POC Octal Aero Raceday review£220.00

Like a normal Octal, but smoother

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From the outside, the Octal Aero has a bold and slick... well, ‘aero’... look – it even reminds us a bit of a Russian soldier’s helmet, or perhaps something out of Star Wars. Internally, though, it looks the same as the standard Octal lid, the obvious difference being the one-piece polycarbonate shell that’s neatly bonded to the helmet’s largest circumference.

POC says this thin shell acts as a monocoque to further enhances the helmet’s strength and integrity. Although it flexes with minimal pressure where it spans gaps in the EPS (expanded polystyrene) core, it’s bonded in place wherever possible, so should at least equal the protection of an equivalent vented helmet. The lower part of the helmet has a complete in-mould shell enclosing the strap anchors, which are themselves moulded in position.

Adding a shell usually increases weight, but at 268g for our large size, the Octal Aero’s extra mass isn’t worth worrying about. Even so, this is certainly a substantial helmet, its rounded shape attributable to extra-thick EPS at the temples and rear of the head – your most vulnerable areas.

Whereas POC’s AVIP range was all about rider safety, Raceday shifts the focus to target aero efficiency for the competitive rider. Reducing ventilation to a single central vent is great aerodynamically, and is helped by internal channels that begin at the brow. These three main channels are very deep and wide, and are directly aligned with the main rear exhaust vent. Three further sizeable openings at the back draw warm air from the helmet, and in normal conditions we were very comfortable, with a constant flow of air across the head and no obvious hot spots, but it probably wouldn’t be our first choice for a summer Alpine assault.

Fit is controlled by a minimal system with five height settings, a wide occipital cradle and rotary dial, and the superbly adjustable straps are kept away from your skin as much as possible. Limited use of Polygiene anti-odour-treated Coolbest padding reduces the skull contact area to maximise airflow without harming comfort.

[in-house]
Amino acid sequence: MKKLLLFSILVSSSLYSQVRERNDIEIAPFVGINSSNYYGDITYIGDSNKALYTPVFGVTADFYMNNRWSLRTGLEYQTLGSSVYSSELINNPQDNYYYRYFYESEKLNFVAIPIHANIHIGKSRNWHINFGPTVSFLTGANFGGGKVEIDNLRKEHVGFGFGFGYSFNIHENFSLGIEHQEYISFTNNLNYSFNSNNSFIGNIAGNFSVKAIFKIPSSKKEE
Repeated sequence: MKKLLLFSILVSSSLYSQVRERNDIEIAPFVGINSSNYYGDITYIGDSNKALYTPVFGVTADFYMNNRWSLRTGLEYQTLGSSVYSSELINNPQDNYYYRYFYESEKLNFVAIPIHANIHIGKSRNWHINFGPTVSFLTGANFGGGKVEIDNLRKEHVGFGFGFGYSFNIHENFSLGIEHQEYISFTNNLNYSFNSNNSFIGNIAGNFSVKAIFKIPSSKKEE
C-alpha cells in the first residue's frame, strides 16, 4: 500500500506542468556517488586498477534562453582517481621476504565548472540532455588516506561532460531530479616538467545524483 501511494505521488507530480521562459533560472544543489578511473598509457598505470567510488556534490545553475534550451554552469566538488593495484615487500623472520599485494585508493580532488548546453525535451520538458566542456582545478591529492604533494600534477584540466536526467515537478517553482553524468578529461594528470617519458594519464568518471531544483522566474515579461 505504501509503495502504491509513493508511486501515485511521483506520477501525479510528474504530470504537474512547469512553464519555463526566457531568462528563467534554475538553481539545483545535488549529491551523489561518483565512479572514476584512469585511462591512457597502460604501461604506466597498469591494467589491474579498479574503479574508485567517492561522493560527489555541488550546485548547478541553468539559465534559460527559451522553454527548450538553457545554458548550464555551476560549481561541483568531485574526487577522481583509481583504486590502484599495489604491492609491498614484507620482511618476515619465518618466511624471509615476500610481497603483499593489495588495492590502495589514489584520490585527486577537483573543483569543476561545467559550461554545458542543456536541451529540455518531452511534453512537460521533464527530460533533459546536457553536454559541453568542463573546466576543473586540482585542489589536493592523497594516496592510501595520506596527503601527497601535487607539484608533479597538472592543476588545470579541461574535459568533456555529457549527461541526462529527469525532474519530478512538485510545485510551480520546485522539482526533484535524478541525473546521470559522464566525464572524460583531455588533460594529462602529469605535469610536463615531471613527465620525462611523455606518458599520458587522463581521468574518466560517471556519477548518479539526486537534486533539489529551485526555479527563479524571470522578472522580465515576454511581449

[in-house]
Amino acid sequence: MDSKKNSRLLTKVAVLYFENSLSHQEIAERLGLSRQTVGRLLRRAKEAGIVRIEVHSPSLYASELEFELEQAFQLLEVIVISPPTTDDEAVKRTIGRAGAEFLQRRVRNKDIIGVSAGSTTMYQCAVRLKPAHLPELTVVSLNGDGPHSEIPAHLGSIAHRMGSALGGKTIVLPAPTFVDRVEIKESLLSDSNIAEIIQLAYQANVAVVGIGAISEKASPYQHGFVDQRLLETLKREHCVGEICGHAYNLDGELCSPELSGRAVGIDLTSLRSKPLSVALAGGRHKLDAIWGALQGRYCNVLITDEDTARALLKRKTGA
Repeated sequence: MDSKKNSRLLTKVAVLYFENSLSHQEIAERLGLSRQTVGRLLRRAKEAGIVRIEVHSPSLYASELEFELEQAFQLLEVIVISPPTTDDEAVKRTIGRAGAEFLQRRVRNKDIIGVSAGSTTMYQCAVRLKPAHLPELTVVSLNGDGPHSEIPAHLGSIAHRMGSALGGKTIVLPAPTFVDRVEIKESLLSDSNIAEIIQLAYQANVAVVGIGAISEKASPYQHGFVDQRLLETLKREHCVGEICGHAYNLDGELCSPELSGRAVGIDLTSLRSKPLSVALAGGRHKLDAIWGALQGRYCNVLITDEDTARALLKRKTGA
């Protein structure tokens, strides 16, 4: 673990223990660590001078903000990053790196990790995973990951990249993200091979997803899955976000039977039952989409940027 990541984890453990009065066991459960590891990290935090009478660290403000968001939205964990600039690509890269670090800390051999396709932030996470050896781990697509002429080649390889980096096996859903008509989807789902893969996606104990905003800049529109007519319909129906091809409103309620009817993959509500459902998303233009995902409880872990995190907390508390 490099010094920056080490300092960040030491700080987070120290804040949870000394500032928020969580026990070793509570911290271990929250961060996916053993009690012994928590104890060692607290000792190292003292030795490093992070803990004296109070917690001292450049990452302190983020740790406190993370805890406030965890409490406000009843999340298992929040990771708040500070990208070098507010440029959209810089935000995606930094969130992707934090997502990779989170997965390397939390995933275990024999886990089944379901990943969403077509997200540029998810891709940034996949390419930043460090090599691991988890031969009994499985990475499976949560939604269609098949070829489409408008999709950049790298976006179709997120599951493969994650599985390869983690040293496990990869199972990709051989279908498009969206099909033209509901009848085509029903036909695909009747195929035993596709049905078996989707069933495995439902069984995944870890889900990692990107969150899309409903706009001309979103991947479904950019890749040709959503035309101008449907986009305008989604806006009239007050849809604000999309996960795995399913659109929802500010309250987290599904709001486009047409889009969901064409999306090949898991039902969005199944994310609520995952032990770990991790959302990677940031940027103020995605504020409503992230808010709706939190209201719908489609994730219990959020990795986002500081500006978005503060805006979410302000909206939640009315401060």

If the looks work for you, and you can afford it, the Octal Aero is undoubtedly fast, comfortable and sufficiently ventilated for most needs. The only question for the style-conscious is where can we rest our glasses?

This article was originally published in Cycling Plus magazine, available on Apple Newsstand and Zinio.

Robin Wilmott

Tech Writer, Tech Hub, UK, Procycling Magazine
Robin began road cycling in 1988, and with mountain bikes in their infancy, mixed experimental off-road adventures with club time trials and road races. Cyclocross soon became a winter staple, and has remained his favourite form of competition. Robin has always loved the technical aspect of building and maintaining bikes, and several years working in a good bike shop only amplified that. Ten years as a Forensic Photographer followed, honing his eye for detail in pictures and words. He has shot at the biggest pro events since the '90s, and now he's here, drawing on all those experiences to figure out what makes a bike or component tick.
  • Age: 45
  • Height: 178cm / 5'10"
  • Weight: 75kg / 165lb
  • Discipline: Road, cyclocross, time trials
  • Beer of Choice: Sierra Nevada Pale Ale

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